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The new gold rush: lithium extraction in the UK



“Lithium” meant something very different to those of us lighting our bedroom candles in the daze of the early 90s, listening to Nirvana on vinyl. 30 years on, in a digital world, it means money: it is essential for the batteries in our smartphones, laptops and cars. Conventional means of extracting lithium from hard rock mines abroad are energy-intensive, environmentally damaging and a strategic vulnerability, which is why so much attention is drawn to the prospect of extracting lithium from geothermal waters in the UK.

Where the geology is right, in parts of Cornwall and County Durham, commercially attractive levels of lithium are found in solution in hot saline waters deep below the surface. The brine is extracted by drilling boreholes between one and five kilometres down to access geological faults. The hot waters are pumped up and subjected to processes that extract the lithium compounds and ultimately result in a battery-grade product. There is also potential for the heat from the waters to be used in the extraction process. A number of companies are in the race to prospect for lithium, test extraction technologies and scale up to full commercial production. This brings opportunities for landowners. Across the country, from Truro to Weardale, we are helping landowners play a role in an industry poised to move from a pilot stage to a period in which new drill sites will pop up across the country over the coming years.

The attractions for landowners are many. The footprint of a drill site is extremely small, both in terms of land take and environmental impact, so a small area can be let profitably, with little impact on its surrounding estate. There are also opportunities for the owners of mineral strata where minerals are owned separately from the surface. Whilst the law recognises no ownership in lithium or other minerals in solution, permission of the mineral owner is required to drill through the mineral strata to get to the brines. This commands a wayleave royalty. As well as the commercial returns for estates, there is the significant bonus of being part of the development of a pioneering green industry. This is a good news story that hopes to bring employment and pride back to communities that have a rich history of mining but have recently suffered economic decline.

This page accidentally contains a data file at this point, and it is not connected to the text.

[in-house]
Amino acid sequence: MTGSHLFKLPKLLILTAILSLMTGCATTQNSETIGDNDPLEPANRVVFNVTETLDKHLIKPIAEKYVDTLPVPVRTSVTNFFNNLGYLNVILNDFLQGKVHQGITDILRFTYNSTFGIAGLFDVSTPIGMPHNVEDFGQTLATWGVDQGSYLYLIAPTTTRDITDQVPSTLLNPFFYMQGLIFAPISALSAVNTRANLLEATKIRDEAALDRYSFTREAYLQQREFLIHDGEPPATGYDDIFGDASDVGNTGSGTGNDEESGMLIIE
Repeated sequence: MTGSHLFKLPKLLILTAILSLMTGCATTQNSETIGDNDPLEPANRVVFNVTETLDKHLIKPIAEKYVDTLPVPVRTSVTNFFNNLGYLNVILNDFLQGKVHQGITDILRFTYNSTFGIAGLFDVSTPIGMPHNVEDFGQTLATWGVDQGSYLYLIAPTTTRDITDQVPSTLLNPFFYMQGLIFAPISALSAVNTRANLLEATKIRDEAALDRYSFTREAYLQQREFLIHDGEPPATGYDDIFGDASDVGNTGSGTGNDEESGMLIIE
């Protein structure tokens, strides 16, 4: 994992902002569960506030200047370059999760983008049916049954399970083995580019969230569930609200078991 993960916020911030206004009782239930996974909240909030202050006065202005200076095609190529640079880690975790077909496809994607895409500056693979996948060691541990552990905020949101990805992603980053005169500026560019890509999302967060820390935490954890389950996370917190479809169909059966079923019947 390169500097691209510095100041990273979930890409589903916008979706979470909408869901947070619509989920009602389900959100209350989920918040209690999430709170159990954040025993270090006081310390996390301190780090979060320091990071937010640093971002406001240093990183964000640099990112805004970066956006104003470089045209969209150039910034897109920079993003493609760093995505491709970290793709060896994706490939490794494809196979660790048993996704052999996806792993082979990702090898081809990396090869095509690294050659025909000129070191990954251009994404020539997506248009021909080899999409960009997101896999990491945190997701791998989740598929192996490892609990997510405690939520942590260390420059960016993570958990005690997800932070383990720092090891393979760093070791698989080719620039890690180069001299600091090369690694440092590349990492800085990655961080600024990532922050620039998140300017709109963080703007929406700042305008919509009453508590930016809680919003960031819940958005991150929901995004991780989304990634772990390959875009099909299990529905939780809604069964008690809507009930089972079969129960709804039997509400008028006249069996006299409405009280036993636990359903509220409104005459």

Operators will approach landowners for the right to prospect and for exclusivity. A common arrangement is an option over an entire estate, which guarantees the operator an exclusive period for a pilot stage and in which to call for the grant of a full commercial lease when all necessary consents have been obtained. As well as seeking specialist advice on rents and royalties, landowners will want to initiate the drafting of option and lease agreements which are tailored to this new industry. These fully protect an estate’s position by focusing on environmental risks, public liability concerns, and security for restoration obligations. Negotiating the legal frameworks within this groundbreaking sector is one of the most interesting and enjoyable challenges in which we are involved.

This publication is a general summary of the law. It should not replace legal advice tailored to your specific circumstances.

© Farrer & Co LLP, July 2024

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James Maxwell


James is an expert in rural land law, who helps the country's foremost institutional landowners and private estates in the management of their rural property.

James is an expert in rural land law, who helps the country's foremost institutional landowners and private estates in the management of their rural property.

Email James +44 (0)20 3375 7364
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